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Three Questions: Diving into Atlanta United with Dirty South Soccer

Our pals over at Dirty South Soccer give us a take on their club ahead of tomorrow’s match.

MLS: FC Dallas at Atlanta United FC Adam Hagy-USA TODAY Sports

FC Dallas welcomes in Atlanta United to Frisco for the first time ever tomorrow during the annual July 4th celebration. We haven’t gotten to do a blogger interview in a while but today we get to welcome in Haris Kruskic from Dirty South Soccer to help preview Wednesday’s big game.

BDS: Atlanta continues to do well in year two, what has changes were made this year to ensure the team was progressing? Even if it is July, are there any new faces that Dallas fans need to know of that have helped contribute this season?

DSS: Tata Martino has made Atlanta multi-dimensional this season in terms of the formation, introducing a 3-5-2 to complement the 4-3-3 we were so accustomed to last season. Last season, the latter was very efficient against the teams that attempted to attack with Atlanta because those teams didn’t have the defense necessary to keep up with AU’s attacking threats. However, it struggled to break down teams that preferred to bunker and defend for most of the match.

With a 3-5-2, Martino forces defensive teams to bite the bait and allows them to have more possession. This subsequently leads to those teams losing their preferred defensive shape and makes it easier for Atlanta to counter. It’s odd seeing Atlanta have far less possession in the 3-5-2 than we’re normally used to in the 4-3-3, but it’s great to see the team be able to adapt and customize themselves based on who they’re playing. That’s growth.

As for the new faces, the main one would be Ezequiel Barco. He’s known more for being the most expensive transfer in MLS history than anything else, but it seems like Barco’s beginning to understand what Martino is asking of him in Atlanta. He still struggles in the 3-5-2, but thrives in the 4-3-3 as he showed last Saturday by scoring his fourth goal of the season and involving himself in nearly every attack. He’s good on the ball and complements Miguel Almiron really well.

BDS: What does Atlanta need to still work on here this season as the summer months begin?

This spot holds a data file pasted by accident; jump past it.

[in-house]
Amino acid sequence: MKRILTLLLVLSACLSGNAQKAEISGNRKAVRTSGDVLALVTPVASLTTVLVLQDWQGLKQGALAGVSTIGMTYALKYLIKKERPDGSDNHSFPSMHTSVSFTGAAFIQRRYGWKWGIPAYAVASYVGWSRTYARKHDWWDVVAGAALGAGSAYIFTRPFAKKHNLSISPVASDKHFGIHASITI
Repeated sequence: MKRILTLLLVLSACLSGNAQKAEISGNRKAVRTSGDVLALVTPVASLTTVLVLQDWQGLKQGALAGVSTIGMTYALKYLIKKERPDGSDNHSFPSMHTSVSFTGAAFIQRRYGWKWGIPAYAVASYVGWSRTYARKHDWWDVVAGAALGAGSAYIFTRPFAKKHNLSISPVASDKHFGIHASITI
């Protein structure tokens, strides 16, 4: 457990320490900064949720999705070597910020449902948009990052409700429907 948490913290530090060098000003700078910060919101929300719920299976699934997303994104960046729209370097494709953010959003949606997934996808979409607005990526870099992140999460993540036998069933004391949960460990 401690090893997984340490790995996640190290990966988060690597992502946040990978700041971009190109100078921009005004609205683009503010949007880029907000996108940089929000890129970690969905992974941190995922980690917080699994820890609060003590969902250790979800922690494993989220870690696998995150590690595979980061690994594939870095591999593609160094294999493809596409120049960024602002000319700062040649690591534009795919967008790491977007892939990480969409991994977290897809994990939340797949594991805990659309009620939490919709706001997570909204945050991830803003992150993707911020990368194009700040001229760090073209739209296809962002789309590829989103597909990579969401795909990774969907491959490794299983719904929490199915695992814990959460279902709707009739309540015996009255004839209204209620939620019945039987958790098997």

DSS: It’s tough to ask more of a team that is currently top of the league, but I’ll say the toughest thing will be to adapt to the loss of Darlington Nagbe for the next 2-3 months as he deals with an adductor injury.

Martino will rely on Julian Gressel to step in and continue to work as a Swiss Army knife of sorts for the team. The German has seen almost all of his playing time come at the right winger/wingback role, but he moved centrally after Nagbe went out. His play in midfield has been suspect at times, but he’s certainly the best option for Atlanta at the moment.

They also need to adapt to including a player that hasn’t even joined the team yet. Eric Remedi, another midfielder from Argentina, is set to join Atlanta once the transfer window opens on July 10. With Nagbe out, Remedi will likely see playing time as soon as he makes his way stateside. Making him comfortable with the system quickly will be of utmost importance.

BDS: This could end up being a match that comes down to a high press offense like Atlanta against a defensive team like Dallas, what does Atlanta need to do to spring the upset on the road here?

DSS: Since Dallas is a defensive team, it would make a lot of sense for Atlanta to go with a 3-5-2 on Wednesday for the reasons I mentioned before: Draw Dallas out of their defensive shape by allowing them to have possession and then counter when given the opportunity. However, Martino has preferred the 4-3-3 as of late and could very well stick with that. The key however will still be to counter, not to maintain possession and try to break down one of MLS’ best defensive teams in Dallas.